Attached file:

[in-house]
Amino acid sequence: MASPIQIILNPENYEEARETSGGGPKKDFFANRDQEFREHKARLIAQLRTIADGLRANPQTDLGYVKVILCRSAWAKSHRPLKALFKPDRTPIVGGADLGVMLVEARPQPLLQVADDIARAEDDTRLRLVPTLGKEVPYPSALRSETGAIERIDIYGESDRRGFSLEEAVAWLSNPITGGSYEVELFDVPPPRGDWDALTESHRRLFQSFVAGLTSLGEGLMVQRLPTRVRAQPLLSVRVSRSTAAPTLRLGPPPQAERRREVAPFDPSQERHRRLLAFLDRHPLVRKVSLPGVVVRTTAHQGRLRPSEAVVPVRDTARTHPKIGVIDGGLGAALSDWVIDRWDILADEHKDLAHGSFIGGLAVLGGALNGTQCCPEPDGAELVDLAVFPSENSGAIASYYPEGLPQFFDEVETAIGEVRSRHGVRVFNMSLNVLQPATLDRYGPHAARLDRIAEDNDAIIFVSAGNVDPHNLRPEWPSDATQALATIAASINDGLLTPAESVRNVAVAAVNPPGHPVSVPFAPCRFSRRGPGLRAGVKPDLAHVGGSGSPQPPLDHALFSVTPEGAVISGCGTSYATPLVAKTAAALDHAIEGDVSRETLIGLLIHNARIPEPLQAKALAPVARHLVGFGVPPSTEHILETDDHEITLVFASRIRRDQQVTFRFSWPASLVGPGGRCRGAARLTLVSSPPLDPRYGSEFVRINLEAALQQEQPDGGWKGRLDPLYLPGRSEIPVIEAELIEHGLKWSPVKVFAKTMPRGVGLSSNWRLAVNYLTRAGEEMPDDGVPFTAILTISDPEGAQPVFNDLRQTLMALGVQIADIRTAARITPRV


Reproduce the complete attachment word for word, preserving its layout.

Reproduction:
[in-house]
Amino acid sequence: MASPIQIILNPENYEEARETSGGGPKKDFFANRDQEFREHKARLIAQLRTIADGLRANPQTDLGYVKVILCRSAWAKSHRPLKALFKPDRTPIVGGADLGVMLVEARPQPLLQVADDIARAEDDTRLRLVPTLGKEVPYPSALRSETGAIERIDIYGESDRRGFSLEEAVAWLSNPITGGSYEVELFDVPPPRGDWDALTESHRRLFQSFVAGLTSLGEGLMVQRLPTRVRAQPLLSVRVSRSTAAPTLRLGPPPQAERRREVAPFDPSQERHRRLLAFLDRHPLVRKVSLPGVVVRTTAHQGRLRPSEAVVPVRDTARTHPKIGVIDGGLGAALSDWVIDRWDILADEHKDLAHGSFIGGLAVLGGALNGTQCCPEPDGAELVDLAVFPSENSGAIASYYPEGLPQFFDEVETAIGEVRSRHGVRVFNMSLNVLQPATLDRYGPHAARLDRIAEDNDAIIFVSAGNVDPHNLRPEWPSDATQALATIAASINDGLLTPAESVRNVAVAAVNPPGHPVSVPFAPCRFSRRGPGLRAGVKPDLAHVGGSGSPQPPLDHALFSVTPEGAVISGCGTSYATPLVAKTAAALDHAIEGDVSRETLIGLLIHNARIPEPLQAKALAPVARHLVGFGVPPSTEHILETDDHEITLVFASRIRRDQQVTFRFSWPASLVGPGGRCRGAARLTLVSSPPLDPRYGSEFVRINLEAALQQEQPDGGWKGRLDPLYLPGRSEIPVIEAELIEHGLKWSPVKVFAKTMPRGVGLSSNWRLAVNYLTRAGEEMPDDGVPFTAILTISDPEGAQPVFNDLRQTLMALGVQIADIRTAARITPRV